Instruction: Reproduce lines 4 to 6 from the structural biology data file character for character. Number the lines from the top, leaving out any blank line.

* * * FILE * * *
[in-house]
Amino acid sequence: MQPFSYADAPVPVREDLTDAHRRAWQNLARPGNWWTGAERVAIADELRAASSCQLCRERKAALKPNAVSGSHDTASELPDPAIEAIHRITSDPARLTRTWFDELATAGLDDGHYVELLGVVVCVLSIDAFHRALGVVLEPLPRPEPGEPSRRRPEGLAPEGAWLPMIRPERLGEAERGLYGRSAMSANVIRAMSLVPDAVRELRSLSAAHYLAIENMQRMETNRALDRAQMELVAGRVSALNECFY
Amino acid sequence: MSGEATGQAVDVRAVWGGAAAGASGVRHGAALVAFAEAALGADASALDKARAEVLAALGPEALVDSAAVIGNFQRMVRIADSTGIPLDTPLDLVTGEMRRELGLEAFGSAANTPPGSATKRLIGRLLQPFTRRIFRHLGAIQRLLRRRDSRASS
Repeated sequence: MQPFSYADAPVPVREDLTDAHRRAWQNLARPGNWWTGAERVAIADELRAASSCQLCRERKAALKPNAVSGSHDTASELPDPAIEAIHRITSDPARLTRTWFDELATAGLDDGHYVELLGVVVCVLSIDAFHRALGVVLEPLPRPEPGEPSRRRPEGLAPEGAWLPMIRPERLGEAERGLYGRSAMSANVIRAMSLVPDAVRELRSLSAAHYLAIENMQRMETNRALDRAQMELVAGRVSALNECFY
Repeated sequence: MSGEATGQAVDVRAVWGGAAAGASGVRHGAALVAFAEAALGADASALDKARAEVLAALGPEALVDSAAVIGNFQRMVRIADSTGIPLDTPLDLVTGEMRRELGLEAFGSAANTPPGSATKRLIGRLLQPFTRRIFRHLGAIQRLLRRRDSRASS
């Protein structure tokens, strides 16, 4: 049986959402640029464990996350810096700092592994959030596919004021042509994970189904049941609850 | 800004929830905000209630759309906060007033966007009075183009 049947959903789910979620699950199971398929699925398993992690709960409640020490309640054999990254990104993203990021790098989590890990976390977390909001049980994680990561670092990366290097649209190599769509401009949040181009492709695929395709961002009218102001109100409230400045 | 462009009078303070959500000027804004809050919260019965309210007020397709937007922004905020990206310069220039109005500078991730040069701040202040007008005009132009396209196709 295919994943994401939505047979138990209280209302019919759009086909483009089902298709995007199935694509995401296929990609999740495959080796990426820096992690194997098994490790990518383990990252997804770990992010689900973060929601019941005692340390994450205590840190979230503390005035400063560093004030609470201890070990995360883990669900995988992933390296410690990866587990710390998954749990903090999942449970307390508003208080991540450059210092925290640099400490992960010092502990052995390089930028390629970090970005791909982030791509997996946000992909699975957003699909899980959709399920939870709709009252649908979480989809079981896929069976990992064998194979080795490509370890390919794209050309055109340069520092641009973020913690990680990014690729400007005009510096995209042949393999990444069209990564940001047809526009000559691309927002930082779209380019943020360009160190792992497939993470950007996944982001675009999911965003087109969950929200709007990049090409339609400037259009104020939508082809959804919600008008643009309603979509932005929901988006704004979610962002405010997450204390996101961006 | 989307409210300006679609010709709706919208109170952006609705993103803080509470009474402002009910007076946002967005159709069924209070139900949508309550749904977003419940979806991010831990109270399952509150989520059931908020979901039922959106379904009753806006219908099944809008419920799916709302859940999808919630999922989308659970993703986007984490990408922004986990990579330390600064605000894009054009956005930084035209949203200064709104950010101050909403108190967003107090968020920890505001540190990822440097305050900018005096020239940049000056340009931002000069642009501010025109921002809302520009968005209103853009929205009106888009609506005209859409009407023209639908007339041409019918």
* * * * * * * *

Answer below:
Repeated sequence: MQPFSYADAPVPVREDLTDAHRRAWQNLARPGNWWTGAERVAIADELRAASSCQLCRERKAALKPNAVSGSHDTASELPDPAIEAIHRITSDPARLTRTWFDELATAGLDDGHYVELLGVVVCVLSIDAFHRALGVVLEPLPRPEPGEPSRRRPEGLAPEGAWLPMIRPERLGEAERGLYGRSAMSANVIRAMSLVPDAVRELRSLSAAHYLAIENMQRMETNRALDRAQMELVAGRVSALNECFY
Repeated sequence: MSGEATGQAVDVRAVWGGAAAGASGVRHGAALVAFAEAALGADASALDKARAEVLAALGPEALVDSAAVIGNFQRMVRIADSTGIPLDTPLDLVTGEMRRELGLEAFGSAANTPPGSATKRLIGRLLQPFTRRIFRHLGAIQRLLRRRDSRASS
């Protein structure tokens, strides 16, 4: 049986959402640029464990996350810096700092592994959030596919004021042509994970189904049941609850 | 800004929830905000209630759309906060007033966007009075183009 049947959903789910979620699950199971398929699925398993992690709960409640020490309640054999990254990104993203990021790098989590890990976390977390909001049980994680990561670092990366290097649209190599769509401009949040181009492709695929395709961002009218102001109100409230400045 | 462009009078303070959500000027804004809050919260019965309210007020397709937007922004905020990206310069220039109005500078991730040069701040202040007008005009132009396209196709 295919994943994401939505047979138990209280209302019919759009086909483009089902298709995007199935694509995401296929990609999740495959080796990426820096992690194997098994490790990518383990990252997804770990992010689900973060929601019941005692340390994450205590840190979230503390005035400063560093004030609470201890070990995360883990669900995988992933390296410690990866587990710390998954749990903090999942449970307390508003208080991540450059210092925290640099400490992960010092502990052995390089930028390629970090970005791909982030791509997996946000992909699975957003699909899980959709399920939870709709009252649908979480989809079981896929069976990992064998194979080795490509370890390919794209050309055109340069520092641009973020913690990680990014690729400007005009510096995209042949393999990444069209990564940001047809526009000559691309927002930082779209380019943020360009160190792992497939993470950007996944982001675009999911965003087109969950929200709007990049090409339609400037259009104020939508082809959804919600008008643009309603979509932005929901988006704004979610962002405010997450204390996101961006 | 989307409210300006679609010709709706919208109170952006609705993103803080509470009474402002009910007076946002967005159709069924209070139900949508309550749904977003419940979806991010831990109270399952509150989520059931908020979901039922959106379904009753806006219908099944809008419920799916709302859940999808919630999922989308659970993703986007984490990408922004986990990579330390600064605000894009054009956005930084035209949203200064709104950010101050909403108190967003107090968020920890505001540190990822440097305050900018005096020239940049000056340009931002000069642009501010025109921002809302520009968005209103853009929205009106888009609506005209859409009407023209639908007339041409019918």